Even if there are many other Chinese M&A deals that have been stalled or rejected by CFIUS requirements, there are still many smaller deals that are going ahead. However, it should be expected that with an enhanced CFIUS, there will be more and more scrutiny in the near future, especially for deals that involve high technology and Chinese entities.

Future US-China relations

The Trump administration seems to adopt a belligerent and combative mode in dealing with China head-on. Whether this approach can significantly reduce China's trade surplus or change its economic policy in the near term is highly questionable. The reason is that China has the political, economic and military might to face the US, even if it has to endure significant repercussions in the short term.

 

The prospect of finding win-win solutions for both the US and China does not look bright. The Trump administration seems adamant to hold on its position to win over China. Not only this will have an impact on the US economy in the medium to long run, but also, the global environment, that American companies will have to operate in the future, will become more hostile.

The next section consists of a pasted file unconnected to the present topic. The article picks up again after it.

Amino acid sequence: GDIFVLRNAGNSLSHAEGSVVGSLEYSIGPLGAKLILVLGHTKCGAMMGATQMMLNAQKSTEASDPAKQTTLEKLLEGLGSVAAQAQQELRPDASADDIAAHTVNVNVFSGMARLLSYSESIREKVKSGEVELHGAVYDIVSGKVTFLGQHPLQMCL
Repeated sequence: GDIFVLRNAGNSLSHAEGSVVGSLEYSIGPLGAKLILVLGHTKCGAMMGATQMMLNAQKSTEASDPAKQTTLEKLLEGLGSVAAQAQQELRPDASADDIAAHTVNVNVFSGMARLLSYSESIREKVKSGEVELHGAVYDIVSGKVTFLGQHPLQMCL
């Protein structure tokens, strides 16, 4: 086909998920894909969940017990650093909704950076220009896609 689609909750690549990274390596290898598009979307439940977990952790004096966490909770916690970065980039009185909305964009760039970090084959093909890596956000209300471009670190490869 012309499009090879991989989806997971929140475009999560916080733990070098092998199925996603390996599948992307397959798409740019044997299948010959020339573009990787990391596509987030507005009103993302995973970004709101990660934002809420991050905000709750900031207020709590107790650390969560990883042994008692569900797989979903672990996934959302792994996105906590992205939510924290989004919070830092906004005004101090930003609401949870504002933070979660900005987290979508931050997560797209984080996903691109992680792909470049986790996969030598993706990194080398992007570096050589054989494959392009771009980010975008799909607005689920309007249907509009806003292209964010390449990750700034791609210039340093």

And even if there is a change in the US administration in the future, it seems that the American perception towards China will not really change. Whether it is about trade or technology, the clash and competition between the US and China will continue on in the years to come.